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Phrase Memorization and Why It’s an Essential Milestone
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Phrase Memorization and Why It’s an Essential Milestone

From Preschool to Kindergarten, children ages 3–5 develop reading skills by leaps and bounds.

We sat down with Erin Bailey, director of programs and content at Reading Is Fundamental, to talk about this crucial time for reading development and one very important (often overlooked) literacy milestone: the memorization of phrases.

Bailey explained why this is pivotal and how parents can actively nourish this step in their child’s reading development.

Literati:

One of the things happening developmentally for readers between the ages of 3 and 5 is memorization of phrases. Can you tell us why that’s such an important reading milestone and skill that kids should work on?

Erin Bailey:

So, repetitive phrases for ages 3 to 5 is a really important skill because it helps children develop concepts about print, or what we like to call “print awareness.” This means that children are developing the awareness that spoken words can be written down, and that text conveys meaning. And the reason why repetitive phrases are so helpful is because these phrases are predictable. So they’re easy for children to make the connection between the spoken words and the text itself.

Literati:

Is there a way parents can help to reinforce that memorization of repeating phrases?

Erin Bailey:

Absolutely. Finding books with repetitive phrases and books that have a sing-song melody to them is a great way to play with and reinforce repetitive phrases.

Even singing songs can help with this—the tune of “Happy Birthday” can basically be turned into any song. I like to use it when I’m singing “good morning” to my daughter. So, instead of “happy birthday to you,” I’ll sing: “Good morning to you. Good morning to you. Good morning to Ruthie. Good morning to you.”

And using familiar melodies like this can help with that repetitive phrasing.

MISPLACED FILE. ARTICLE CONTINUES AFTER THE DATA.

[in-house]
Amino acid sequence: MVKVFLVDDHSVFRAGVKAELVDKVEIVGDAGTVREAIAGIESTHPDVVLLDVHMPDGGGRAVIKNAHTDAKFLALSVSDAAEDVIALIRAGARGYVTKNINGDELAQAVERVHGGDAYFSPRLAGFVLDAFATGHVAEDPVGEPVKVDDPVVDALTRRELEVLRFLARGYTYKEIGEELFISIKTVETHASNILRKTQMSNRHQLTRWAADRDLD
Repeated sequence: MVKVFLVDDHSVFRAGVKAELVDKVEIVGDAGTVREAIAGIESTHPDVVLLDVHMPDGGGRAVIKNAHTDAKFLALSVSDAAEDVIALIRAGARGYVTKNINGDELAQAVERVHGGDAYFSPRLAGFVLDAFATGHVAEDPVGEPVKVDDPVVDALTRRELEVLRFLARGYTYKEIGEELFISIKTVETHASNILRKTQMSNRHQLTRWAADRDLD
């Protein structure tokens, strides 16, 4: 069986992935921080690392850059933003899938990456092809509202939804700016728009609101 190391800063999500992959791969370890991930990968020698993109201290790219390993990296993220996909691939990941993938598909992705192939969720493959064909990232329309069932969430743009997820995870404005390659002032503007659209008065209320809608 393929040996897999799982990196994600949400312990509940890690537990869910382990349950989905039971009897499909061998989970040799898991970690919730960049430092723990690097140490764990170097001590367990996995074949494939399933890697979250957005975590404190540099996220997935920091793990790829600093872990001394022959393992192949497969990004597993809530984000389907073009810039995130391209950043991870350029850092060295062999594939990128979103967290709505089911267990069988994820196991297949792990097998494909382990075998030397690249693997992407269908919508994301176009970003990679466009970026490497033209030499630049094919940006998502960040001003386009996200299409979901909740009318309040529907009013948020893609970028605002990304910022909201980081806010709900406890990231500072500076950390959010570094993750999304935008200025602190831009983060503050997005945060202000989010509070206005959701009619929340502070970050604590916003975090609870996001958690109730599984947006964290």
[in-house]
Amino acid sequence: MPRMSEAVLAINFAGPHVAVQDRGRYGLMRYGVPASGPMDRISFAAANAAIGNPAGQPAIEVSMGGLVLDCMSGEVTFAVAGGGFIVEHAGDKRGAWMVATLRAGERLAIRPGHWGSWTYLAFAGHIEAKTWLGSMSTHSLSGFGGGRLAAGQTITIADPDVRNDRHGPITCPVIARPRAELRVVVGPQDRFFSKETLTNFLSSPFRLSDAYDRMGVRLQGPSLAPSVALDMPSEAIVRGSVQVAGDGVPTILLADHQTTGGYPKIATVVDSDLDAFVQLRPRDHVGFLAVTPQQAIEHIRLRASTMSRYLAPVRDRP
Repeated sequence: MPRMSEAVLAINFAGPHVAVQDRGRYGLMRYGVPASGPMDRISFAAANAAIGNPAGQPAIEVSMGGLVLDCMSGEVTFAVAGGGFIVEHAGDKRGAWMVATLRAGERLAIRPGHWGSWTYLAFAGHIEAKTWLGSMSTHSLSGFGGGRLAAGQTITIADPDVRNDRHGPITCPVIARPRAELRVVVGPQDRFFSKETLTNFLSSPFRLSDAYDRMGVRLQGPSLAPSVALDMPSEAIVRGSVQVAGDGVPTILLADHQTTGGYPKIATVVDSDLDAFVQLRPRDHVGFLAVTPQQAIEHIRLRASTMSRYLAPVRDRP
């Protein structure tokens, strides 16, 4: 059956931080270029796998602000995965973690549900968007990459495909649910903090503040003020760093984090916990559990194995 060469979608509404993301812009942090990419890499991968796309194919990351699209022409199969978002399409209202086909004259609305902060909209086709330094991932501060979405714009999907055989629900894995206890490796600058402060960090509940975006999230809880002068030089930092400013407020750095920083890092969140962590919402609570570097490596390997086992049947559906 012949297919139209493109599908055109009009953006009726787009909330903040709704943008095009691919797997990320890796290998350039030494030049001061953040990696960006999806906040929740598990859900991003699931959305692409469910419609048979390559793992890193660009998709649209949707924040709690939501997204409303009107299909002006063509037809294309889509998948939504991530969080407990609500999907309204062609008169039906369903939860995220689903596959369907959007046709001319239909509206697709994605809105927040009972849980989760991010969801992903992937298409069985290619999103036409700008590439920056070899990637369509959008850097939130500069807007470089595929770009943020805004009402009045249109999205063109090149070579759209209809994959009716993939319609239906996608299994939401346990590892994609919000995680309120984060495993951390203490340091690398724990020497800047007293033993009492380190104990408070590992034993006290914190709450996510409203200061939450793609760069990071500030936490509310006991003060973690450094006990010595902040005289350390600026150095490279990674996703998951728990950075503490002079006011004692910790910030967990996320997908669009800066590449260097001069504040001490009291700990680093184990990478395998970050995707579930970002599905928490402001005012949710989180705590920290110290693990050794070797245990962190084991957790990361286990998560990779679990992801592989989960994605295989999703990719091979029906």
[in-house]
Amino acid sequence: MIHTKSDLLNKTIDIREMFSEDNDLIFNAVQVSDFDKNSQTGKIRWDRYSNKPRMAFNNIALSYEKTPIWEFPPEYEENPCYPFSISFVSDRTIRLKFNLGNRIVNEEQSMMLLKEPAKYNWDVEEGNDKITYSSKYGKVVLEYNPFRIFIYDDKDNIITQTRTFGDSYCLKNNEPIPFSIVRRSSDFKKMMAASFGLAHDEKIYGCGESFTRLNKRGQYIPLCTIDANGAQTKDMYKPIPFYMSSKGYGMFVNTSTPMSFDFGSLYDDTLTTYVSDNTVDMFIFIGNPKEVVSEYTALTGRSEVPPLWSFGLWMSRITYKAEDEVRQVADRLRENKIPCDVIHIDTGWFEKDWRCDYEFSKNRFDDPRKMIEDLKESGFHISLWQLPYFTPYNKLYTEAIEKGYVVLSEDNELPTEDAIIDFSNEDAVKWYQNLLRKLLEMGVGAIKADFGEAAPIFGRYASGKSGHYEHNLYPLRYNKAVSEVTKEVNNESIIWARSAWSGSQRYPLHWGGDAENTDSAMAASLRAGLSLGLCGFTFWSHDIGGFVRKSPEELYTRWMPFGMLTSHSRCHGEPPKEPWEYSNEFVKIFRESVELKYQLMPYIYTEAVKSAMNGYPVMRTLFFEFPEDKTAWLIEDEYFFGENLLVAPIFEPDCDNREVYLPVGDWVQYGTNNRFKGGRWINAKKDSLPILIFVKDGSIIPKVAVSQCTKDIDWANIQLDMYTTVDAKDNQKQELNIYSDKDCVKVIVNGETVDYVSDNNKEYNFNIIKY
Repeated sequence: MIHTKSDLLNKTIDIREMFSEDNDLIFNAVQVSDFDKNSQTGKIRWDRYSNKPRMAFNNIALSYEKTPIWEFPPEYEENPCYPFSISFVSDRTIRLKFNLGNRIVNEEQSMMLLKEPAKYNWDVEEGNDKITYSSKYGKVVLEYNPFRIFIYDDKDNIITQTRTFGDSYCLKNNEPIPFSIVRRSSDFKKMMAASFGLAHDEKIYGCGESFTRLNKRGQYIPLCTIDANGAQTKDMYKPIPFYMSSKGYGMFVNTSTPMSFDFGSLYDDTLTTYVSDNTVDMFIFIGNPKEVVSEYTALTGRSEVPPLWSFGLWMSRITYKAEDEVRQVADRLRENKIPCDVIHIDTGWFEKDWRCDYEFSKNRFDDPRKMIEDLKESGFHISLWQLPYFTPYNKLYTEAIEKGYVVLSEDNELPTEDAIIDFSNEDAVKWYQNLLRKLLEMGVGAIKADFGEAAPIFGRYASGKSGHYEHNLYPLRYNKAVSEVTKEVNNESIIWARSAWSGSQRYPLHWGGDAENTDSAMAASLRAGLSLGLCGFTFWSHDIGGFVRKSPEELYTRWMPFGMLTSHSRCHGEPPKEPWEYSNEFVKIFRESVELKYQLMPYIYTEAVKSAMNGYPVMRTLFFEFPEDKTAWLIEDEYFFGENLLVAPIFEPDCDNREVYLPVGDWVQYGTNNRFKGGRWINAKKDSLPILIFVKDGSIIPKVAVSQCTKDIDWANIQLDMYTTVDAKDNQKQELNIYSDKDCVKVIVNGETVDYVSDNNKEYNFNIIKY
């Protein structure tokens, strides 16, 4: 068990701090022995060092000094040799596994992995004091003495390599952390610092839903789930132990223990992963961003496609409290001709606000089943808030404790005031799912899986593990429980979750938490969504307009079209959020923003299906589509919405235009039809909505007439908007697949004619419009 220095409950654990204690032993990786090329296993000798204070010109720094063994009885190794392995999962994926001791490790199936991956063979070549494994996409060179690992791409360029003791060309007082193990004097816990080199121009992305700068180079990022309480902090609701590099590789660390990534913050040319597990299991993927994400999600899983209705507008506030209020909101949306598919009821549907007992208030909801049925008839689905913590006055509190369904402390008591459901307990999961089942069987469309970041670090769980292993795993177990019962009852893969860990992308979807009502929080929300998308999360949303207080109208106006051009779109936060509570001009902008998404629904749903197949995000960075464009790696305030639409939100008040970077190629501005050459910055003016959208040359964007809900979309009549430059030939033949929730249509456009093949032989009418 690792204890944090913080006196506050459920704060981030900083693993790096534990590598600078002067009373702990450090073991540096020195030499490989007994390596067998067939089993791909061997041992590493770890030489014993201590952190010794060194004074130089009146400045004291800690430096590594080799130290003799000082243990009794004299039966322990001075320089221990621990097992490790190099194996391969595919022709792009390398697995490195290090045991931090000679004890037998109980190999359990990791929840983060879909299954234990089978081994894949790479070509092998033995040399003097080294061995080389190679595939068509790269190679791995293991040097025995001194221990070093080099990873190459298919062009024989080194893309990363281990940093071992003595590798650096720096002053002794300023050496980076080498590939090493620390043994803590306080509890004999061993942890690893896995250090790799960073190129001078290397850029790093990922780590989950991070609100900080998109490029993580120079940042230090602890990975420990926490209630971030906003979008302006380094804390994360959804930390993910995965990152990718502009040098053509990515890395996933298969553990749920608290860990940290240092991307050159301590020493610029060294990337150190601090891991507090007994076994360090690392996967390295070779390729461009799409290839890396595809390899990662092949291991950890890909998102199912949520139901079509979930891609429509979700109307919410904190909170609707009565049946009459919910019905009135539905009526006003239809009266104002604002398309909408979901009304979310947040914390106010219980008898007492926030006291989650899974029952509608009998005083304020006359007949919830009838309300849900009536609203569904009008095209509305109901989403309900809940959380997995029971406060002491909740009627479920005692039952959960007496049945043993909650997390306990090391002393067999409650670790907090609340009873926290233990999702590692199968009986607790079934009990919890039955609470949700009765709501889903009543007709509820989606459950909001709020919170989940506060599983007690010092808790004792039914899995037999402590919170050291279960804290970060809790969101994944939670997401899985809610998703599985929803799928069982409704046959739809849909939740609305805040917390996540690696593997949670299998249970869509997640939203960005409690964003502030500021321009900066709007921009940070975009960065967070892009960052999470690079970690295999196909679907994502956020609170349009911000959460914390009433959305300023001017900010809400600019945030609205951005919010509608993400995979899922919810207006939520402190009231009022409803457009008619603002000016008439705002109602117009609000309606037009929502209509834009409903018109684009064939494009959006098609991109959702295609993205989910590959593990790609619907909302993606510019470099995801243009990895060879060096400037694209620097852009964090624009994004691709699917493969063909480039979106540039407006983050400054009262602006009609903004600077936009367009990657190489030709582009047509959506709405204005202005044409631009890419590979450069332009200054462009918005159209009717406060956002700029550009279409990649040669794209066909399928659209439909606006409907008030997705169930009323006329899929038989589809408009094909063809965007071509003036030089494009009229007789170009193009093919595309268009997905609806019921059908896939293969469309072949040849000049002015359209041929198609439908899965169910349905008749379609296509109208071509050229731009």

Some great books that reinforce repeating phrases are Brown Bear, Brown Bear, What Do You See? by Bill Martin, Jr. and illustrated by Eric Carle. The words are “brown bear, brown bear, what do you see?” and then the picture helps reinforce both the animal name and the color. So that’s great for vocabulary development as well. I recommend any of the books in that genre, like Polar Bear, Polar Bear, What Do You Hear? because it’s a great repetitive book and the pictures help to support what the line is going to say next.

Another one that I would recommend is the book We’re Going on a Bear Hunt by Michael Rosen and illustrated by Helen Oxenbury. This is a great book with a repetitive phrase, and you can do it in a sing-song way, just as I did with “Happy Birthday to You.”

And you can even add motions. So, for example, for “what a beautiful day” or “long wavy grass,” you can add a hand motion or sweeping arm motions to those. And also sound effects that go along with the grass, like “swishy, squashy, swishy, squashy.” All of these things, particularly when you pair movement and sound, become a multi-sensory activity. And multi-sensory activities are the best way for children to learn because they work with all different parts of the brain.

Literati:

When you’re integrating sounds and movement, should the parent decide what that sound or movement should be, or let the kids come up with it themselves?

Erin Bailey:

I would do a combination. If the kids have a movement in mind, I would follow their lead. If they need a little bit of help, parents can certainly come up with movements for them. But I’ve found, particularly working with kids in Kindergarten and 1st Grade, they love coming up with their own movements and sound effects.

Literati:

When you introduce a child to a book with repeating phrases, is there an average amount of time it takes for them to start to memorize it?

Erin Bailey:

It depends on the child. Just like you or I, some people can listen to a song once and memorize the lyrics, and then others will have heard the song 10 times and they still don’t remember the lyrics. So, I think it definitely varies from child to child.

Want to help your child be the best reader they can be?

Literati Book Clubs deliver books for your child based on their reading level and interests—improving reading skills at their pace and adapting to their needs.

Discover our 14 Reading Levels, with Stargazer to Ranger levels recommended for children ages 3 to 5. Tell us about your reader to find which level would suit them best!

Authored by Team Literati
October 14, 2022
Included in this Article
The Stargazer Level Box

The Stargazer Level Box

12 Months 2 Years 3 Years
The Ranger Level Box

The Ranger Level Box

5 Years 6 Years 7 Years

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